Engl 105B Week 1

  • Global rating average: 0.0 out of 5
  • 0.0
  • 0.0
  • 0.0
  • 0.0
  • 0.0
17 Cards. Created by Surna Khayat ().
Shakespeare intro, King Lear
 
Term  
Definition

King Lear’s Medieval Source

Geoffrey of Monmouth, History of the Kings of Britain, c. 1136

The Ancient/medieval Lear/Leir

• thought to date back to pre-Roman Britain, perhaps 8th c. BCE

• Pagan king

• member of the line of Brutus – thought to be Britain’s Trojan “father”

Primogeniture

• oldest child inherits everything

Petrarch (Italian)

creates the sonnet 14th c

• all addressed to Laura

2 forms of honesty

Bluntness and riddles

• Cordelia comes off cold, uninterested, rational

• fools in court had the responsibility to tell the truth to the king, but has to be indirect/polite)

3 imp. Themes of King Lear

• nothing

• blind/sight

• nature

pathetic fallacy

• idea that nature has emotions and that nature mirrors the emotions of the main character • pathetic- greek root, pathos, feeling

• Prose vs. Verse

o Prose (lines go to end of page, end in same place)

o Verse (lines end where the line of verse ends)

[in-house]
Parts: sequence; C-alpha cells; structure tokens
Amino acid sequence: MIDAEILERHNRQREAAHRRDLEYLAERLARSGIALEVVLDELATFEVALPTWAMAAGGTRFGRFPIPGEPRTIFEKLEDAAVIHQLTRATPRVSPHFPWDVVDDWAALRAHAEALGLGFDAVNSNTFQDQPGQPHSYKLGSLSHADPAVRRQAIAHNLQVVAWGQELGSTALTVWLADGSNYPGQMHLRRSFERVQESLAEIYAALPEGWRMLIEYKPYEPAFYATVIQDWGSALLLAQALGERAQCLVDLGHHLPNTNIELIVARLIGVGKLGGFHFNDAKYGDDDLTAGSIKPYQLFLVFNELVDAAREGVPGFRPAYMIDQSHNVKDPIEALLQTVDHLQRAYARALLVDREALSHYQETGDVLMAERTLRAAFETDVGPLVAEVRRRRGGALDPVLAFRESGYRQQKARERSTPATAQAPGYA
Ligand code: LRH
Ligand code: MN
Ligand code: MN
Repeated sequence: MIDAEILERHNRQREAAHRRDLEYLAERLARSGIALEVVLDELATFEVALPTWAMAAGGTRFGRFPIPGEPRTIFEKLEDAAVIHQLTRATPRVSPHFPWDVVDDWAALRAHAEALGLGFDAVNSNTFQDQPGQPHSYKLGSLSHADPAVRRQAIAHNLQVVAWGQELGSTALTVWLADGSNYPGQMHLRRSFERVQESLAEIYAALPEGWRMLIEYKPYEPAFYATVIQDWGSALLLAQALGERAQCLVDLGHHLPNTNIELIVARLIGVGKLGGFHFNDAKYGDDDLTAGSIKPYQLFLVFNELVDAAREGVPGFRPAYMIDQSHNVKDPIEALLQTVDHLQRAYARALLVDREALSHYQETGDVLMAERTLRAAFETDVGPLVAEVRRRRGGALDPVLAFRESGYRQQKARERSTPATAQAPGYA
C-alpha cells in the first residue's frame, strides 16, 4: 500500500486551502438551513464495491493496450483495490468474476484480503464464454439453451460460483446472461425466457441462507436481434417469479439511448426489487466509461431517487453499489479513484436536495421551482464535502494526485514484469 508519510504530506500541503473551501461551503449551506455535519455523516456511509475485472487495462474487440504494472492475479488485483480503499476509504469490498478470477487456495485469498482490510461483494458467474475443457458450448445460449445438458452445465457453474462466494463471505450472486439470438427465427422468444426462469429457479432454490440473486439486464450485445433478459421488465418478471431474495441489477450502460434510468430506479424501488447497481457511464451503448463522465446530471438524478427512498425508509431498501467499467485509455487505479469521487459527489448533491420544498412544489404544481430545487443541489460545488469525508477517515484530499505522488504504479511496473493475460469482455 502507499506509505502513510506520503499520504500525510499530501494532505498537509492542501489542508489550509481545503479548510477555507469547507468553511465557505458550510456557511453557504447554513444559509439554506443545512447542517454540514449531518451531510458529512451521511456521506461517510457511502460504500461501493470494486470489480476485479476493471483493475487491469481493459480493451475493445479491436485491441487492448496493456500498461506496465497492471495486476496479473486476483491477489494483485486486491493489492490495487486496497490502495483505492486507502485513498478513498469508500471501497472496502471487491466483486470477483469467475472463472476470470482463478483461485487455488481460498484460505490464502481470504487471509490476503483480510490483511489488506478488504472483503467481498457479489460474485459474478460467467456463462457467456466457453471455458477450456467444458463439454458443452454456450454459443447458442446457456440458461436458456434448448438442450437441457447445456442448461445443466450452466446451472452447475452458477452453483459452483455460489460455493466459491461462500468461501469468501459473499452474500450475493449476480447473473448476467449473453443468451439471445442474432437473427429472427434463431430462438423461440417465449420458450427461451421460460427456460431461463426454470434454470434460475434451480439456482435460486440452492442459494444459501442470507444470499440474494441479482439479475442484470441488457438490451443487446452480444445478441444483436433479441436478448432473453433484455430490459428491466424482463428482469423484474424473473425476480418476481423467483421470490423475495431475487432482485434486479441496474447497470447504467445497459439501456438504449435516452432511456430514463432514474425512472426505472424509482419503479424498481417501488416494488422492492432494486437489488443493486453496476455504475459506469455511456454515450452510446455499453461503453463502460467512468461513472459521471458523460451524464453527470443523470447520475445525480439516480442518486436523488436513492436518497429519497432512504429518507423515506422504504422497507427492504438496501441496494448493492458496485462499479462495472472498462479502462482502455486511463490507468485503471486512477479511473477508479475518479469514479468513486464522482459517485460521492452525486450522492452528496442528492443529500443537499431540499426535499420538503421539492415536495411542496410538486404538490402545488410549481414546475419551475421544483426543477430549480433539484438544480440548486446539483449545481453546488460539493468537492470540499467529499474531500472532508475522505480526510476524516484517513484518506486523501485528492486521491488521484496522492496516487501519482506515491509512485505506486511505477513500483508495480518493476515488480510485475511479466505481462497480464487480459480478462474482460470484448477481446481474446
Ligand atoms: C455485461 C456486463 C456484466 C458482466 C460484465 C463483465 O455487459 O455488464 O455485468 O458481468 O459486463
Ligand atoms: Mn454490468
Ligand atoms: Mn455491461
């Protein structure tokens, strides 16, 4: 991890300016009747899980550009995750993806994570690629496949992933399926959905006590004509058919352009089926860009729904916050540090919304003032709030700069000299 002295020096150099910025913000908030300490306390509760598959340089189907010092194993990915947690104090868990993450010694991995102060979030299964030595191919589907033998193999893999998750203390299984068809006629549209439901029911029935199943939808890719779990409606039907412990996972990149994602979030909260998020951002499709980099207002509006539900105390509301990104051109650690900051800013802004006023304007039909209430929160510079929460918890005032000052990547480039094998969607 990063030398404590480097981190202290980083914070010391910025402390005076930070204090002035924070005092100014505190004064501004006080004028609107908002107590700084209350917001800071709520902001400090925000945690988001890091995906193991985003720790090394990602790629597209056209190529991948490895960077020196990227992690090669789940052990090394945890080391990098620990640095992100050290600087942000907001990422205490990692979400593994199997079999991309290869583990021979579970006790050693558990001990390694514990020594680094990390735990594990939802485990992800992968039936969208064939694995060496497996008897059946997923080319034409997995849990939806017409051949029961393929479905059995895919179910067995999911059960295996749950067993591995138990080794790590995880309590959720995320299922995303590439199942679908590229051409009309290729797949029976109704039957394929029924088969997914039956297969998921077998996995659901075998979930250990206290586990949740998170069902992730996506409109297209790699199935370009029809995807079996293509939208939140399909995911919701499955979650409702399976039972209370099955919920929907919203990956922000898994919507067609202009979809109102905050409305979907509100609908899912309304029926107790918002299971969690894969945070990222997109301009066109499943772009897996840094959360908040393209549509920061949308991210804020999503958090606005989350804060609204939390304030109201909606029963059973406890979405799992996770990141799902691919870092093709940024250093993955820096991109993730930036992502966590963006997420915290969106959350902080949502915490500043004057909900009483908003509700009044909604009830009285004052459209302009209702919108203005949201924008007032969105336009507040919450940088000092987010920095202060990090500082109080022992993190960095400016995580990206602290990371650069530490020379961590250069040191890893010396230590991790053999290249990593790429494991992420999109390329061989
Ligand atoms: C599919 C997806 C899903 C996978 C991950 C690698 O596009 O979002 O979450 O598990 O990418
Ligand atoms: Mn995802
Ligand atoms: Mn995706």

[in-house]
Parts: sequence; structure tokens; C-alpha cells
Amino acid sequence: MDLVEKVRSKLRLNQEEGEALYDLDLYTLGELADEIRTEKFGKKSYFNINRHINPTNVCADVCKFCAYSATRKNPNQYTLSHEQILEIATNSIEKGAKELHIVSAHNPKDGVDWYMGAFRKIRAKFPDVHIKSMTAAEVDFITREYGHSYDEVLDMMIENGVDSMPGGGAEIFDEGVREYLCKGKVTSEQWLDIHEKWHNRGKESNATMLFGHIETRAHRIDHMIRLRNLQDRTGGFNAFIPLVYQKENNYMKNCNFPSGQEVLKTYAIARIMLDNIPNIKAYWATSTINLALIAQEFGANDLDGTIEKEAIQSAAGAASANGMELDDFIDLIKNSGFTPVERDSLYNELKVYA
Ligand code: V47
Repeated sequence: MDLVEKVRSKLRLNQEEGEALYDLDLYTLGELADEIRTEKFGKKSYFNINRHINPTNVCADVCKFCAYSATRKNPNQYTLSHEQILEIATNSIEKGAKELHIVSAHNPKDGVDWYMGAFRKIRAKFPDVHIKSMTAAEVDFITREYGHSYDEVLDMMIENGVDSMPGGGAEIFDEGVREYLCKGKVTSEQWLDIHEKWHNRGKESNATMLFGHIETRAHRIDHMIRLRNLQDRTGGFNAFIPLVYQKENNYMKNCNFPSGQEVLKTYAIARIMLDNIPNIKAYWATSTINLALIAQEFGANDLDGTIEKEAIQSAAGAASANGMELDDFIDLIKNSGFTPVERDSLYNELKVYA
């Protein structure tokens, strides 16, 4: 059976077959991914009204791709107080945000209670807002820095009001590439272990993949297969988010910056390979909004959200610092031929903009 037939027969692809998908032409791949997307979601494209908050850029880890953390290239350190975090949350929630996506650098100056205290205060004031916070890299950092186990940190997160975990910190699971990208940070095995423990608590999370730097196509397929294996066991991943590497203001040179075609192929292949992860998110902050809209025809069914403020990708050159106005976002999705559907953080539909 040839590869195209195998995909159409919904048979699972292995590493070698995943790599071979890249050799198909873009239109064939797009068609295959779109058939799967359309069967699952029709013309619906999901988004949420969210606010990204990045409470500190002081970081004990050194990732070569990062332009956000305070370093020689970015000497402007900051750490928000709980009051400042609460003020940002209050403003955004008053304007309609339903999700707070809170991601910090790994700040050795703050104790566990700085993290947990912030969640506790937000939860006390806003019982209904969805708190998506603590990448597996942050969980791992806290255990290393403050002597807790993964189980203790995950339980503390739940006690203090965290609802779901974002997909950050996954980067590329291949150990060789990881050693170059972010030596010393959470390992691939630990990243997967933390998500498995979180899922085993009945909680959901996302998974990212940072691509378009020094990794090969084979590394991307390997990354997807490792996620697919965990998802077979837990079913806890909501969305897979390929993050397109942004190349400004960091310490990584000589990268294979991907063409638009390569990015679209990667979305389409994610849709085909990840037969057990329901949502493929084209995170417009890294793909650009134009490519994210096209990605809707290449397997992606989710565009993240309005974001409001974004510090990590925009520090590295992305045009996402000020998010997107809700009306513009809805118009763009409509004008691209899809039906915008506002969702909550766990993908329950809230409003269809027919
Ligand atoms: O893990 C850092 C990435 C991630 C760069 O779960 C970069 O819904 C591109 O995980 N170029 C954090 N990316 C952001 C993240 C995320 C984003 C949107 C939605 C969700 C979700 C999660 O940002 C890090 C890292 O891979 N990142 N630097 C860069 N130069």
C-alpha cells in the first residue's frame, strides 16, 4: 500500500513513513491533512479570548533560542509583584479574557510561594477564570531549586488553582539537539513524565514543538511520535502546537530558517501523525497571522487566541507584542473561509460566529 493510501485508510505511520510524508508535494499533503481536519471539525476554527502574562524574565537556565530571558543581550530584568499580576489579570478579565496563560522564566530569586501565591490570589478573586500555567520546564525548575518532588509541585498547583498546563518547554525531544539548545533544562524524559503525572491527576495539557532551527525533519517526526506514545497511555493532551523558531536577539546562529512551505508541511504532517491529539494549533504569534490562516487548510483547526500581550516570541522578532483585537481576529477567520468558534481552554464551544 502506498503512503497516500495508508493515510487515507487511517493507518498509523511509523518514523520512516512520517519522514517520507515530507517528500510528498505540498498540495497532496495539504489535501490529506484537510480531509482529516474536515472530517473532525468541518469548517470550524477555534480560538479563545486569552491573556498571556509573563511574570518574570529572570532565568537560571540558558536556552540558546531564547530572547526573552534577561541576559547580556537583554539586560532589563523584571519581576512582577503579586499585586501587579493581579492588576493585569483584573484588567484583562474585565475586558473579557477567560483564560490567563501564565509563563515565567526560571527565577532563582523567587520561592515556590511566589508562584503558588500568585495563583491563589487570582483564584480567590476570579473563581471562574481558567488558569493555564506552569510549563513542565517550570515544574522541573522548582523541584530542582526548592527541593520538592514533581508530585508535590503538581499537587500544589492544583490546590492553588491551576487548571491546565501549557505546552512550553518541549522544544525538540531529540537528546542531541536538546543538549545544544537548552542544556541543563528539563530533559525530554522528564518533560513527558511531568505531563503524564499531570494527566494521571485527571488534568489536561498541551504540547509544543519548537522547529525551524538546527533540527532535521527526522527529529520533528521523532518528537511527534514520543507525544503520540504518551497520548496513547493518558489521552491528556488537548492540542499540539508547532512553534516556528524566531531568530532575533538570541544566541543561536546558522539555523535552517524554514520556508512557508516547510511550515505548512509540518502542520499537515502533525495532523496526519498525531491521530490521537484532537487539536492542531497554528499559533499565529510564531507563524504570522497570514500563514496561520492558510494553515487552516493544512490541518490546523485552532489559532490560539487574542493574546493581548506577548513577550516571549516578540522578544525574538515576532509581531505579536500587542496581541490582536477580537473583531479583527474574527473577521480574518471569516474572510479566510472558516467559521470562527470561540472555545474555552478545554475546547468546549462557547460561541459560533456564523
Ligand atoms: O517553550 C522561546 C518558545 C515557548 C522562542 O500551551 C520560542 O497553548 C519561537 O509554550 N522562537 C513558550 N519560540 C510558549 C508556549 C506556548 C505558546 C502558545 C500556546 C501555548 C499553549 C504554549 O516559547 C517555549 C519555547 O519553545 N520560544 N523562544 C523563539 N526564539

• Genres

o Tragedy

o Comedy (“Problem” comedy/”problem play”)

o History

o Romance

• a few examples of medieval/ancient sources Shakespeare uses

o Giovanni Boccaccio (14th c. Italian writer) o Raphael Holinshed (16th c. English chronicler) o Plutarch (1st c. Greek historian and philosopher)

Sonnet

• sang songs of love, hyperbolic language, flattery, exaggerations

• often directed at a beloved who is unaccessible/unattainable • 14 lines • 14th c., moves to England mid-16th c.

Meter

iambic pentameter (5 feet composed of “iams” – 2 syllables, stressed/unstressed) – mimics human heartbeat

Identify speaker: “See better, Lear, and let me still remain the true blank of thine eye”

Kent

• Sydney’s Arcadia

mirrors Gloucester’s plot closely, 2 sons, one legitimate one illegitimate, tricks the other, written about 40 years before Shakespeare

Identify speaker: “Thou, Nature, art my goddess. To thy law my services are bound.”

Edmund

Identify speaker: "The weight of this sad time we must obey; speak what we feel, not what we ought to say. The oldest hath borne most; we that are young shall never see so much, nor live so long."

Edgar

Identify speaker: "Had you not been their father, these white flakes had challenged pity of them. Was this a face to be opposed against the warring winds?"

Cordelia